For some time now, social network GovLoop – essentially a niche “Facebook” for government employees, contractors, and people interested in the intersection of emerging technology with governance and politics – has been growing strong since its founding in June 2008. Now, with over 12,500 members connecting, GovLoop has received awards from two influential Washington, DC organizations: the AFCEA (Bethesda Chapter) Social Media Award, and the ACT Intergovernmental Solutions Award.
AFCEA, a national group committed to information exchange on the topics of defense, security, and intelligence, recognized GovLoop’s founder, Streve Ressler, at a luncheon in the Willard Intercontinental Hotel near the White House on May 27. Recalling the Obama Administration themes of open, transparent, participatory, and collaborative government, upon receiving the award Ressler commented, “I accept this award on behalf of all my fellow GovLoop members. It’s the participation that makes GovLoop an open government success.”
To win an ACT Intergovernmental Solutions Award, organizations must foster collaborative programs and measureable results, and GovLoop fits that description well. ACT, a non-profit that promotes government use of efficient information technology for public service, gives 25 of these awards per year to federal, state, local agencies and other groups and individuals. Martha Dorris, the current President of ACT, noted, “We’re very proud to showcase the best of the best, not only to reinforce government’s role as an innovator, but to provide a platform where these agencies can share their ideas for the ultimate benefit of our citizens.”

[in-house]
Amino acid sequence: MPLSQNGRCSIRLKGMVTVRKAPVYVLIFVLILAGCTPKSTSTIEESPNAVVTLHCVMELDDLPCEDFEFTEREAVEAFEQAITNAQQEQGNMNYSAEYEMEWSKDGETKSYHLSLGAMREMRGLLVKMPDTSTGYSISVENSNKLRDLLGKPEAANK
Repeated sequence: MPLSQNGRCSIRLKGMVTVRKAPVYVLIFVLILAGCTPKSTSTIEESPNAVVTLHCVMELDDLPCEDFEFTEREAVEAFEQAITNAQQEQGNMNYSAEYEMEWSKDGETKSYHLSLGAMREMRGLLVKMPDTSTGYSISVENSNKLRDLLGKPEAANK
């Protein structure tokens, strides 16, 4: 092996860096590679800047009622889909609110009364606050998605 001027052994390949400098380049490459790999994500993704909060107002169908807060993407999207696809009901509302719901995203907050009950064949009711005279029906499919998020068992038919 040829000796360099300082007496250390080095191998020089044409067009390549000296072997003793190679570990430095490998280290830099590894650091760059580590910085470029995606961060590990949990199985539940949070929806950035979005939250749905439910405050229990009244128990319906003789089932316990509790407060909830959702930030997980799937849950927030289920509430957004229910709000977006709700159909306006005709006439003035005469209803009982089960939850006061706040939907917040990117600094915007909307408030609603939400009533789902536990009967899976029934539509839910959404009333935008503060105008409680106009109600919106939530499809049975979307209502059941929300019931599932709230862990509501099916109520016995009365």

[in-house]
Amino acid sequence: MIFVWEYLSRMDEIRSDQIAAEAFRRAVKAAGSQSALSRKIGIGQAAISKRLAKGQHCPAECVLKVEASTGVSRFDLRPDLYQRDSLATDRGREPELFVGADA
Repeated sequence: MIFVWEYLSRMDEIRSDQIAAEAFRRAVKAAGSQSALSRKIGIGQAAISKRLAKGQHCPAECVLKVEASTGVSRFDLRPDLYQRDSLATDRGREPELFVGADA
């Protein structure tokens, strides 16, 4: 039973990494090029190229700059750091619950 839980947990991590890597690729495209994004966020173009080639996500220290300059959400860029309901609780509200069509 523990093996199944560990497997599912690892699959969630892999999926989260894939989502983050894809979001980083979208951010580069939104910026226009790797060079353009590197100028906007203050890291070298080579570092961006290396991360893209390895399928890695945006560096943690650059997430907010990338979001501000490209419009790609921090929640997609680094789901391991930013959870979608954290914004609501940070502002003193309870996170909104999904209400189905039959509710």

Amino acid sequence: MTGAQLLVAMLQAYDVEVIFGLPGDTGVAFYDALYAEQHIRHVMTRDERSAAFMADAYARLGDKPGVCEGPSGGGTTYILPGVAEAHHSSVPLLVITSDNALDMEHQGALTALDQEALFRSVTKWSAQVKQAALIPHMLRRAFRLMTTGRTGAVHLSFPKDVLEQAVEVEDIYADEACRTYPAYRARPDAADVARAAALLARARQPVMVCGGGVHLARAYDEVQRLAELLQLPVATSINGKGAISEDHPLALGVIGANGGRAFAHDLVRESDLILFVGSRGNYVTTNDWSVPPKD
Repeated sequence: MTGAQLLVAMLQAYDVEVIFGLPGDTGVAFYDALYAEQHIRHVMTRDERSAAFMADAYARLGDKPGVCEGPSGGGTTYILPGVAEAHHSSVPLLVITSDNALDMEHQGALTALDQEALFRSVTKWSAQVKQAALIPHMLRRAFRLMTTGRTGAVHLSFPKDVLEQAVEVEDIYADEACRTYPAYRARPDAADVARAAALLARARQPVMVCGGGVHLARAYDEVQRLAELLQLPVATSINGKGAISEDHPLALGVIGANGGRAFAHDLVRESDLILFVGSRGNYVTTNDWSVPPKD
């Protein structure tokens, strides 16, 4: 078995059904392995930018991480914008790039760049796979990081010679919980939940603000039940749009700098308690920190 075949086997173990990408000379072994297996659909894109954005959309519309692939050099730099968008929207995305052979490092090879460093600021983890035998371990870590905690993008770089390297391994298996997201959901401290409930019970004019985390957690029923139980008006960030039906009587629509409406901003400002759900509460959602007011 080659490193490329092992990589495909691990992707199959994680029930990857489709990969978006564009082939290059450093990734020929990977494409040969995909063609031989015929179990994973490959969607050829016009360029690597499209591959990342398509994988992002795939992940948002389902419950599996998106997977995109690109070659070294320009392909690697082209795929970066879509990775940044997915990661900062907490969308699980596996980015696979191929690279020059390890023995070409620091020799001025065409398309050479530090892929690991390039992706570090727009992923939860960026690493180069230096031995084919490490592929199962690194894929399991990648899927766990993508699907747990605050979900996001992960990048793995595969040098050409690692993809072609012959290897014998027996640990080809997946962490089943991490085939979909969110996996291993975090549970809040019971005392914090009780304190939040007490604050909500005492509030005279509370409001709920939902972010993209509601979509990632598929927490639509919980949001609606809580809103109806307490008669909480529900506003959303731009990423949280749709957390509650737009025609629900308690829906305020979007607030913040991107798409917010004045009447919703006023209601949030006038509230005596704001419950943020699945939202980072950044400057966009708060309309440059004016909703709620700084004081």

I personally have used GovLoop for some time now and have found it useful for a number of reasons. For one, it serves as a filter for finding tech-savvy people with an interest in government. Two, it easily enables blogging and commenting behind a firewall, so while it is relatively accessible, the entire world cannot easily find it and people can speak more freely than they might on a private blog or on a service like Twitter.
Finally, it is probably the best tool available at present for connecting federal government employees around the country with each other, across units and agencies, and also connecting feds with state and local government employees and contractors. For events like the upcoming (September) Government 2.0 Expo Showcase, which invites talks about government-meets-technology from any level of government, these connections, and sometimes collaborations, are becoming increasingly critical to realizing the visions of the president and many other political leaders around the country.